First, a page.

The dangers of surprises

Surprises are tricky things. Some people just don’t like them – like my Dad (it’s a good job the last surprise I sprang on my parents was aimed more at my mother than him…), and other surprises have to be done in the right way in order for them to be appreciated properly. For example, when surprising me with a weekend in Paris, my Mum & sister sensibly gave me a month’s warning so that I could plan my trip (I love surprises, but I like planning travel itineraries even more). I adore surprises – it’s why I have an Amazon wishlist, so people don’t have to ask what I want as a gift (yet still ensuring that it’s something I actually want). Surprises are definitely something I’d love to have more of in my life.

Birthday surprises are particularly tricky. Make it a total surprise and you run the risk that the recipient will think that everyone’s forgotten them and make most of their special day utterly miserable. A recent addition to the 30 Club was given a surprise of this variety, but luckily they’d twigged that something was up – otherwise I’d have feared for the consequences. This past weekend saw another 30th surprise, but I was worried for a different reason – the birthday girl seemed very keen to ignore the day, what if she resented the sudden appearance of several of her closest friends?

In the end, it was a fabulous day. The plan was well orchestrated by birthday girl’s sister – all we were doing was joining her family on an already planned day out involving the Lord Mayor’s Show and fireworks. (Well done London for putting on such a spectacular event in honour of Jenni’s 30th!) Jenni was suitably shocked and there were squeals and tears – all in all, it had the desired effect.

Should you ever be in London on the second Saturday of November, I highly recommend catching the Lord Mayor’s procession. It’s a eccentric bit of London history (it’s taken place for over 800 years) and involves all the classic bits of English pageantry that tourists assume happens all the time – marching military bands, people in odd clothes, gold carriages, plenty of horses (also in odd clothes), floats carrying scantily clad women, oh, and Stephen Fry…

To quote Gill (whose Dad took this photo): “IT’S STEPHEN FRY”
(He heard, turned round and waved – bless him.) 

We were rather late to the party, passing through the Strand as people began relax after the parade, but passed the Royal Courts just as the Lord Mayor arrived so got a glimpse of the main piece of action. We also caught some of the procession on its return, as we made our way to Pizza Express and phase two of the birthday celebration. On our way to surprise the birthday girl, we also came across a surprising roadblock: 
Did you know the MET have regulation board shorts? 

The other element of the Lord Mayor’s ‘thing’ is a fireworks display over the Thames. Unlike the New Year’s display, you can get an excellent viewing point simply by turning up an hour before it kicks off. We were right in the middle of Waterloo bridge, meaning that we had a totally unobscured view of the fireworks exploding from a barge in front of us. There are a few things you ought to be aware of though:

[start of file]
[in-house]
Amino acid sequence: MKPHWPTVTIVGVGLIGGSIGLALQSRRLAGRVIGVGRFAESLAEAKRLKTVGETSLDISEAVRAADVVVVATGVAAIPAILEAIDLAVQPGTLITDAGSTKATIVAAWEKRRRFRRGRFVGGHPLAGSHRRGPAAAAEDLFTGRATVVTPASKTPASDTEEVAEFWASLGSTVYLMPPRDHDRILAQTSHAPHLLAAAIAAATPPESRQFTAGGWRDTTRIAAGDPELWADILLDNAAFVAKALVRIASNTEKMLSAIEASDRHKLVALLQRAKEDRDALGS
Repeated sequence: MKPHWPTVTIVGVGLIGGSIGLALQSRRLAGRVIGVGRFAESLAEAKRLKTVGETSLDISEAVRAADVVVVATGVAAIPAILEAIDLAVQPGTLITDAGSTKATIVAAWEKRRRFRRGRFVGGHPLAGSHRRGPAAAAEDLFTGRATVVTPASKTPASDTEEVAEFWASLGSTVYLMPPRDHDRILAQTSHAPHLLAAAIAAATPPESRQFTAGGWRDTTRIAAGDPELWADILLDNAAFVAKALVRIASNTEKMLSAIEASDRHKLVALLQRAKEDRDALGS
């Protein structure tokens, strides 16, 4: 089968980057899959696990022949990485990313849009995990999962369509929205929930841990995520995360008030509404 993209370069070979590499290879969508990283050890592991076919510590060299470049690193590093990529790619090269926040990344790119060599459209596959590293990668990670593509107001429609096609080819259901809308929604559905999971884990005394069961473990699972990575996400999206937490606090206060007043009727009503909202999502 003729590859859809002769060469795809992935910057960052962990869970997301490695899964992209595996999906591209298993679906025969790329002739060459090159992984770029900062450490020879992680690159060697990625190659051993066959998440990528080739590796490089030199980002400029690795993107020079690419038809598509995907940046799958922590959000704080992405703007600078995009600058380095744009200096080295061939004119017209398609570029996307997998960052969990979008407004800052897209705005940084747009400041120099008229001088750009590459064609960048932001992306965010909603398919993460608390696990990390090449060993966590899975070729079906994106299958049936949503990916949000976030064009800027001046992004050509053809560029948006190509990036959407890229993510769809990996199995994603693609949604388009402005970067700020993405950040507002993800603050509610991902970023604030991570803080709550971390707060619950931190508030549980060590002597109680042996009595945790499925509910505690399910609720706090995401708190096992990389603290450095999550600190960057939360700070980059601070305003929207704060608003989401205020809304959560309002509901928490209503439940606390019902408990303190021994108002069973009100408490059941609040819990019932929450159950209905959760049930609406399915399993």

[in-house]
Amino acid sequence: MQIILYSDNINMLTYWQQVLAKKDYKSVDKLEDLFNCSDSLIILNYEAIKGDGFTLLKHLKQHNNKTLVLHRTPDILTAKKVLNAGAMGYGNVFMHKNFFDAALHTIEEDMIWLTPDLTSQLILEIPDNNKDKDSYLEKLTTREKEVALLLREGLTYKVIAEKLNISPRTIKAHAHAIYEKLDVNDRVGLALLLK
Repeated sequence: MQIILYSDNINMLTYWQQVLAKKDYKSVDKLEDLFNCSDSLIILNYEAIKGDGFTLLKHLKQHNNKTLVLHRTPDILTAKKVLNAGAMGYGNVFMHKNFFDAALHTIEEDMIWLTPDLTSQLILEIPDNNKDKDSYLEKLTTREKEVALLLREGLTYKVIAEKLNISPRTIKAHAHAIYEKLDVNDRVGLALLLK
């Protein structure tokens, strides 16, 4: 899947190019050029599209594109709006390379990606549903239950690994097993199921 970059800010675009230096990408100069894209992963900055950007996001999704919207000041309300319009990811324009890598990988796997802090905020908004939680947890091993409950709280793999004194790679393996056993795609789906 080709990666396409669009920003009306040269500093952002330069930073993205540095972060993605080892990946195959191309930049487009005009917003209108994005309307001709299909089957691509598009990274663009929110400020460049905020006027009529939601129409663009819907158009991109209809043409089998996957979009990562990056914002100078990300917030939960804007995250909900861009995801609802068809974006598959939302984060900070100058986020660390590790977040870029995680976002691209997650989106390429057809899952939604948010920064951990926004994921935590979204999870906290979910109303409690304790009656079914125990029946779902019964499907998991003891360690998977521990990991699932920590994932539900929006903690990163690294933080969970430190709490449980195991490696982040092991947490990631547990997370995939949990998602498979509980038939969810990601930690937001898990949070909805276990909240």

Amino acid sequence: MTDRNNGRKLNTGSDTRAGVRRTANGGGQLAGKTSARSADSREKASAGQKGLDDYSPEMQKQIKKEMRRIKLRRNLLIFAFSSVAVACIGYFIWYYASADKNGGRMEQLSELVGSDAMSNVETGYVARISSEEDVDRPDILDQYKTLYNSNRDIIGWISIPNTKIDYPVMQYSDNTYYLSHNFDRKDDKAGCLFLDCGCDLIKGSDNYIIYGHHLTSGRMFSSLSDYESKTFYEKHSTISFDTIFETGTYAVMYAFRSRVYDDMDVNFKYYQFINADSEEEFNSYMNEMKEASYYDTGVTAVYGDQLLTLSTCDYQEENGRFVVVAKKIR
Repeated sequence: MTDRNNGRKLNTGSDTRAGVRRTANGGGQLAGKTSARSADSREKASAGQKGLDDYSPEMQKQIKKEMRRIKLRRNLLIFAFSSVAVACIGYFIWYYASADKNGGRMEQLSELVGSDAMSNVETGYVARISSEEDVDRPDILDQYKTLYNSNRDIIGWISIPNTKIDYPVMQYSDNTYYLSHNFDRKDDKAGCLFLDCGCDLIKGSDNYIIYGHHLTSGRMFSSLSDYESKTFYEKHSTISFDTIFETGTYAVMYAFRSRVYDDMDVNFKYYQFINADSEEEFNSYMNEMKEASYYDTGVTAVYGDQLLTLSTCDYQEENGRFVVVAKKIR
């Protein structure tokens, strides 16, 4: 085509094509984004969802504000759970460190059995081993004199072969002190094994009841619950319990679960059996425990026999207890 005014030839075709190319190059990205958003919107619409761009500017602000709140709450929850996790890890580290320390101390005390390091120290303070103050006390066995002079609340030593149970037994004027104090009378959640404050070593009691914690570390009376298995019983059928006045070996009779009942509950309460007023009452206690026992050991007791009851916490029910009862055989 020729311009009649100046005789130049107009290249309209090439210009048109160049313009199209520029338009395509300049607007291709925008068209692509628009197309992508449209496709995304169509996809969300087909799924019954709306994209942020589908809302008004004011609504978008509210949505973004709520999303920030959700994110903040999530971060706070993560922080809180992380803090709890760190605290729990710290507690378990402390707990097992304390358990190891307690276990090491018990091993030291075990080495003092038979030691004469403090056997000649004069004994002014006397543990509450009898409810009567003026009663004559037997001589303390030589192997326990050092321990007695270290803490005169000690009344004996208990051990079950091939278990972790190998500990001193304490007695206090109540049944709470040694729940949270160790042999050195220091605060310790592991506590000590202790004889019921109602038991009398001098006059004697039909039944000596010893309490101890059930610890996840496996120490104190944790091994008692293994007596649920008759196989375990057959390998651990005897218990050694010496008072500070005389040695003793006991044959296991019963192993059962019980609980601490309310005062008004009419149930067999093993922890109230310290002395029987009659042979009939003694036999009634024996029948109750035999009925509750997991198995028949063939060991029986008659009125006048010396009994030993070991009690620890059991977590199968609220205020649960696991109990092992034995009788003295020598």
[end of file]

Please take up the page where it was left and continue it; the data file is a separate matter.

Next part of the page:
• Coffee places near the bridge get very busy immediately prior to the fireworks. Nipping off for hot beverages 45 minutes before the display may sound reasonable – in actual fact it means you’ll get stuck in an abnormally long queue and then get prevented from crossing the bridge due to the crowds that have congregated in your absence.
  • Old ladies can have very sharp elbows and few manners. While trying to preserve space for the beverage-getters, we had to see off a few potential invaders. In most cases the ‘saving space dance’ and loud talk of the returning friends “who were here first, but have gone to buy tea” sufficed, but one particular lady could not be deterred. She pushed, poked and prodded – nearly knocking over Jules in the process – and was generally rather annoying. [We weren’t utterly heartless though. Once it became clear that they weren’t coming back, we let her in – but she could have asked nicely and said thank-you though.] 
  • Standing on a bridge leaves you rather exposed to the elements. It was windy and this meant that not only was it chilly, but the fireworks were blown in our direction – slightly nerve wrecking. 
  • Birthday biscuits are an excellent firework accompaniment. 
  • People will always get carried away with taking photos of the sparkly things, especially if their camera has a firework setting… 

On the left, my firework setting; on the right, Gill’s ‘proper’ photo.

The loss of the beverage-getters had one advantage, it enabled them to purchase something without which no birthday would be complete: champagne. (Ok, so it was cava, sue me…) Of course, for al fresco champagne drinking, one needs appropriate receptacles and what better than some Starbucks red cups? 
It looks like I was a little dubious of the ethics of the situation…
(Or, wondering if anyone would notice that I’d somehow acquired two cups.)

Happy birthday Jenni! 

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